Planes, trains and automobiles

travel blog Netherlands

A view from my bus window in the Netherlands.

After traveling to a few other cities since my last post, I’ve officially used three modes of transportation: planes, trains and automobiles (bus).

So, for those of you who are studying abroad soon, I highly recommend reading and referring to this article when planning a weekend excursion. Despite the fact that I am only six weeks in, I wish there had been someone to tell me that the train is not always the best way to go, despite popular belief.

Starting off with the train: it is, hands down, the most hassle-free and spacious choice when compared to air travel, and by far quicker than the bus. However, with that being said, it has not been my first choice. While getting the Eurorail pass may be economically savvy for some (two months of travel for 800 euro), if you are unsure of how many times you are going to travel within that amount of time, or are wary of spending that much cash at one time, it truly isn’t worth it. The only time the train has made fiscal sense for me was when I bought my ticket weeks in advance to destinations far from Paris. I emphasize buying your tickets weeks in advance because if you are looking to buy close to your departure date, it can be cheaper going with a flight instead. The trains I have taken were clean, comfortable and had outlets. The only bummer has been not having wifi, but if you’re with friends it really doesn’t matter.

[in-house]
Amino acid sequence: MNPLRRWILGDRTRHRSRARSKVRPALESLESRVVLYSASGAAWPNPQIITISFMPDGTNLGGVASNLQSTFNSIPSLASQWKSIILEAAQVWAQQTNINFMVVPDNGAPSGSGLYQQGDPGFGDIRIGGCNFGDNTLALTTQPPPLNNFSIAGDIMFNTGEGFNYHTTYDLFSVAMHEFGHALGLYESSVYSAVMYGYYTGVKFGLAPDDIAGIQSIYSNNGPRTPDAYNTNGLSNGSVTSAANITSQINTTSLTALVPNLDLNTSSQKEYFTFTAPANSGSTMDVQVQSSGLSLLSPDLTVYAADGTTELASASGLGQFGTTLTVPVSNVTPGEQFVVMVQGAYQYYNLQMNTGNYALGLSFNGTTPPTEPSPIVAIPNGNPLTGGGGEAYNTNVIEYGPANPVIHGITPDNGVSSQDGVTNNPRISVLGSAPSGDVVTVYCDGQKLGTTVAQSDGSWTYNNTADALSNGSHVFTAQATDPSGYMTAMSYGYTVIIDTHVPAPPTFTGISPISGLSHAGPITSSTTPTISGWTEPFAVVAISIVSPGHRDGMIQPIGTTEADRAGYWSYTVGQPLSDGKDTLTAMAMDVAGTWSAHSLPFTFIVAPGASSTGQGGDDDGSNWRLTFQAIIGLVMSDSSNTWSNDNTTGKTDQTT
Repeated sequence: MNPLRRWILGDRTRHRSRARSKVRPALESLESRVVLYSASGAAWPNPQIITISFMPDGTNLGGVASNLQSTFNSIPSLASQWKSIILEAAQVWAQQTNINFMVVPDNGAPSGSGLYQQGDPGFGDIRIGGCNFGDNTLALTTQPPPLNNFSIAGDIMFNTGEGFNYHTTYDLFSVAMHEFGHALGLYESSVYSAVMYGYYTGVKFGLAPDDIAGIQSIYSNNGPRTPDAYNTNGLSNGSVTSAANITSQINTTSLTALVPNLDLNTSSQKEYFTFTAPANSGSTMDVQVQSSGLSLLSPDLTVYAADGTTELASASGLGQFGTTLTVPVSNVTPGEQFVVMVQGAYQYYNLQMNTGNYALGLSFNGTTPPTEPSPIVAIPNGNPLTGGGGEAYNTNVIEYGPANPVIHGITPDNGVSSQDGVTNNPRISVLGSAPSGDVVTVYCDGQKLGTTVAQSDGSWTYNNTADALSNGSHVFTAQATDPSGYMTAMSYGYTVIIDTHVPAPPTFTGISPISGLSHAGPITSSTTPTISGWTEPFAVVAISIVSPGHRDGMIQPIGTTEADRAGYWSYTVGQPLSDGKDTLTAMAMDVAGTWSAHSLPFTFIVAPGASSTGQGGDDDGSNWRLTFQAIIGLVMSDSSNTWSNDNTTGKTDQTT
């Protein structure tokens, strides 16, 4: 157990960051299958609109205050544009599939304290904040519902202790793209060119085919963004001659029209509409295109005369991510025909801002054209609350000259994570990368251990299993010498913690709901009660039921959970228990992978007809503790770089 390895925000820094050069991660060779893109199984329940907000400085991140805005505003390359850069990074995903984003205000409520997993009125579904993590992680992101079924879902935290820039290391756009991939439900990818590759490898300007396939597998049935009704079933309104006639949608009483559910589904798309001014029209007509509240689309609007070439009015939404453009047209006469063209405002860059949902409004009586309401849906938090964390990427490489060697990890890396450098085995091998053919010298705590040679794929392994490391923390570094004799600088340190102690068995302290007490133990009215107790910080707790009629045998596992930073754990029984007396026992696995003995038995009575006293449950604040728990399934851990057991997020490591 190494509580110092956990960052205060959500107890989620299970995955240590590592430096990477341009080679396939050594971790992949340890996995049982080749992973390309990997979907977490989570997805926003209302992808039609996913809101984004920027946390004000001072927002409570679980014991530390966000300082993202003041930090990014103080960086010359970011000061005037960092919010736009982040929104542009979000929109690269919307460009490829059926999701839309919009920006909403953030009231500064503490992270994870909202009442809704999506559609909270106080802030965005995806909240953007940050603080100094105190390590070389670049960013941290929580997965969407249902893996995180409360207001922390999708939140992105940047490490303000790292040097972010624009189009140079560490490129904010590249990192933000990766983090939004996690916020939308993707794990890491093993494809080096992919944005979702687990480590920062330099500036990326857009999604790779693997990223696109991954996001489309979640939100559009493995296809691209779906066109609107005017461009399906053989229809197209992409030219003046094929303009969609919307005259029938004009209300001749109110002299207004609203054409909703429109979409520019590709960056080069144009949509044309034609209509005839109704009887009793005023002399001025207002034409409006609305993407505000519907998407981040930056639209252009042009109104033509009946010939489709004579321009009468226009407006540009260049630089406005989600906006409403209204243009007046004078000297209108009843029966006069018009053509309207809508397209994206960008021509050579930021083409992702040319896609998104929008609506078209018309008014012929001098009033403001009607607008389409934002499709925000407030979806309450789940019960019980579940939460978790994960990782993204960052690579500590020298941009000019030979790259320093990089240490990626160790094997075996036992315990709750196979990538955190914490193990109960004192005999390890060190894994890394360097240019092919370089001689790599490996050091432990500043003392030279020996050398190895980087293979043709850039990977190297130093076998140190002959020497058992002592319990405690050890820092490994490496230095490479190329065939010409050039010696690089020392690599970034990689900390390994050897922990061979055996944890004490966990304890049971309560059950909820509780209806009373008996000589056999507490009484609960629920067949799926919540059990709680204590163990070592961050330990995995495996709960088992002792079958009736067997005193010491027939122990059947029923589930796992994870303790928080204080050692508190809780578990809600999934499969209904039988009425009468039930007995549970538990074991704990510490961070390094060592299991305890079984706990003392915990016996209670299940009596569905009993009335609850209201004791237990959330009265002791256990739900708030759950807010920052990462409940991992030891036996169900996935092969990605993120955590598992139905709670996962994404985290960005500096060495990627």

The flying experience here is pretty much what you would expect: long lines, tough security and cramped seating. Yet, taking a plane can, at times, be the smart move. Of course, it is the fastest option, and if you’re going somewhere where a bus is out of the question, it is definitely worth it. If you are constantly checking flights you can find some unreal deals. I once found a flight that was 60 euro cheaper than taking the train and about three times as fast. My friend found another round-trip flight to Vienna for a mere 90 euro. Flights, of course, aren’t always this cheap, but I would definitely check flight prices, no matter how close your destination.

I decided to save my favorite mode of transport for last: the bus. Now, some of my friends here think I am crazy and have sworn they’ll never ride a bus again, but I have found it to be the most efficient for me. I draw the line when the bus ride is over eight hours, because at that point saving the extra 100 euro feels like it isn’t worth it. Otherwise, I would choose the bus each and every single time. The bus is by far the cheapest with some tickets costing as little as 15 euro (one way) and can be just as comfortable as a train and even more so than a plane. So far, I’ve only ridden with FlixBus, which has reclining seats, outlets, shaky wifi and a clean toilet. If you bring a pillow, a bag of food, and download some movies on your computer the ride is really quite smooth. There are multiple stops along the way, which is why it takes longer than simply driving straight to your destination, but you get to pass through all types of cities you may have never seen otherwise. So, if your destination isn’t incredibly far and you can afford to lose a few extra hours for travel, I would highly recommend trying out the bus, despite what others may say.


Lucy TeurelLucy Teruel is a junior majoring in communications and minoring in political science. Born and raised on the North Side of Chicago, Lucy loves music, French, shopping, going to the gym and traveling. She’s also an avid sports fan with a particular penchant for the Chicago Cubs. She hopes to one day become a sportscaster, so don’t be surprised if you catch her on the nightly news a few years from now.

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